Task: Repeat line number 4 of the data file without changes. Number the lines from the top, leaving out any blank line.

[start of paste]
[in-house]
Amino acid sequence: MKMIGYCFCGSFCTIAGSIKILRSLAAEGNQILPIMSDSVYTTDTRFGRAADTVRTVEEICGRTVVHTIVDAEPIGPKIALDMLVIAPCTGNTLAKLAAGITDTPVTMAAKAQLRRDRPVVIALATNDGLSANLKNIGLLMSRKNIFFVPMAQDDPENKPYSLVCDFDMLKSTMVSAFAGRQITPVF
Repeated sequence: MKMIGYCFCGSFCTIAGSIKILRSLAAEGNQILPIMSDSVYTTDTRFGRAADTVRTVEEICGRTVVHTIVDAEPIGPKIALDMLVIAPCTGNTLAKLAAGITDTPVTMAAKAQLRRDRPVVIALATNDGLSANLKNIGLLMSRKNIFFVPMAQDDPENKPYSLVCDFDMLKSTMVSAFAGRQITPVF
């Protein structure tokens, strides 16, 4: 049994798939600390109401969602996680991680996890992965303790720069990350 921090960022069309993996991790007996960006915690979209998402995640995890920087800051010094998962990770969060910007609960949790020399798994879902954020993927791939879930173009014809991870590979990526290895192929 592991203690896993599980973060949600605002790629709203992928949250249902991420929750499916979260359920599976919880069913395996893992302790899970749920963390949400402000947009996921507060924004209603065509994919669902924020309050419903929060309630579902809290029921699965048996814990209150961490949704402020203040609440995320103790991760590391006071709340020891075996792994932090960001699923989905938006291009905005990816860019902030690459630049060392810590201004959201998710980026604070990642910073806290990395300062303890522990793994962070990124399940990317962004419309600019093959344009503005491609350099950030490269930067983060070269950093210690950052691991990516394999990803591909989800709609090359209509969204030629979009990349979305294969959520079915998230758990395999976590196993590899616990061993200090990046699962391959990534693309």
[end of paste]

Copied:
């Protein structure tokens, strides 16, 4: 049994798939600390109401969602996680991680996890992965303790720069990350 921090960022069309993996991790007996960006915690979209998402995640995890920087800051010094998962990770969060910007609960949790020399798994879902954020993927791939879930173009014809991870590979990526290895192929 592991203690896993599980973060949600605002790629709203992928949250249902991420929750499916979260359920599976919880069913395996893992302790899970749920963390949400402000947009996921507060924004209603065509994919669902924020309050419903929060309630579902809290029921699965048996814990209150961490949704402020203040609440995320103790991760590391006071709340020891075996792994932090960001699923989905938006291009905005990816860019902030690459630049060392810590201004959201998710980026604070990642910073806290990395300062303890522990793994962070990124399940990317962004419309600019093959344009503005491609350099950030490269930067983060070269950093210690950052691991990516394999990803591909989800709609090359209509969204030629979009990349979305294969959520079915998230758990395999976590196993590899616990061993200090990046699962391959990534693309």